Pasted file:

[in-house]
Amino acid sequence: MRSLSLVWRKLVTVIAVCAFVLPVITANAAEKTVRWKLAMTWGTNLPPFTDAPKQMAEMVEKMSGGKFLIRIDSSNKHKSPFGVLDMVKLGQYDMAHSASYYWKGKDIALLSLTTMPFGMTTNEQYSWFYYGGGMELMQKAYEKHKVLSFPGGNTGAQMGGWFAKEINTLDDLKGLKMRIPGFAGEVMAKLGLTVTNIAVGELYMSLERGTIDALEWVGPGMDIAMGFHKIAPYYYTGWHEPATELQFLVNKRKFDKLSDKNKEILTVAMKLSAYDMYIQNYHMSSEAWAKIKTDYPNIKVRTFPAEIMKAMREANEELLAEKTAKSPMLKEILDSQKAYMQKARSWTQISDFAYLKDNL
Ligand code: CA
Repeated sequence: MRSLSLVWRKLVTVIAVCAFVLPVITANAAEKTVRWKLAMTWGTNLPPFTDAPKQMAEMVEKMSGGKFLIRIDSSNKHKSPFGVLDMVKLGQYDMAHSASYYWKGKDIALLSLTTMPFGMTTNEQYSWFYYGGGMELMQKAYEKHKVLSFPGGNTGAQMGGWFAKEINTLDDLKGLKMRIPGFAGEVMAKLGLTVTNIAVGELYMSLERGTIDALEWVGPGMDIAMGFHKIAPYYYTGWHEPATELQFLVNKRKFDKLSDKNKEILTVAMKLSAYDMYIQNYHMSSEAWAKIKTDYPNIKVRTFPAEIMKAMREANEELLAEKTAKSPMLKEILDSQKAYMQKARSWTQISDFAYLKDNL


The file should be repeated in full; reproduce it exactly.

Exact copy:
[in-house]
Amino acid sequence: MRSLSLVWRKLVTVIAVCAFVLPVITANAAEKTVRWKLAMTWGTNLPPFTDAPKQMAEMVEKMSGGKFLIRIDSSNKHKSPFGVLDMVKLGQYDMAHSASYYWKGKDIALLSLTTMPFGMTTNEQYSWFYYGGGMELMQKAYEKHKVLSFPGGNTGAQMGGWFAKEINTLDDLKGLKMRIPGFAGEVMAKLGLTVTNIAVGELYMSLERGTIDALEWVGPGMDIAMGFHKIAPYYYTGWHEPATELQFLVNKRKFDKLSDKNKEILTVAMKLSAYDMYIQNYHMSSEAWAKIKTDYPNIKVRTFPAEIMKAMREANEELLAEKTAKSPMLKEILDSQKAYMQKARSWTQISDFAYLKDNL
Ligand code: CA
Repeated sequence: MRSLSLVWRKLVTVIAVCAFVLPVITANAAEKTVRWKLAMTWGTNLPPFTDAPKQMAEMVEKMSGGKFLIRIDSSNKHKSPFGVLDMVKLGQYDMAHSASYYWKGKDIALLSLTTMPFGMTTNEQYSWFYYGGGMELMQKAYEKHKVLSFPGGNTGAQMGGWFAKEINTLDDLKGLKMRIPGFAGEVMAKLGLTVTNIAVGELYMSLERGTIDALEWVGPGMDIAMGFHKIAPYYYTGWHEPATELQFLVNKRKFDKLSDKNKEILTVAMKLSAYDMYIQNYHMSSEAWAKIKTDYPNIKVRTFPAEIMKAMREANEELLAEKTAKSPMLKEILDSQKAYMQKARSWTQISDFAYLKDNL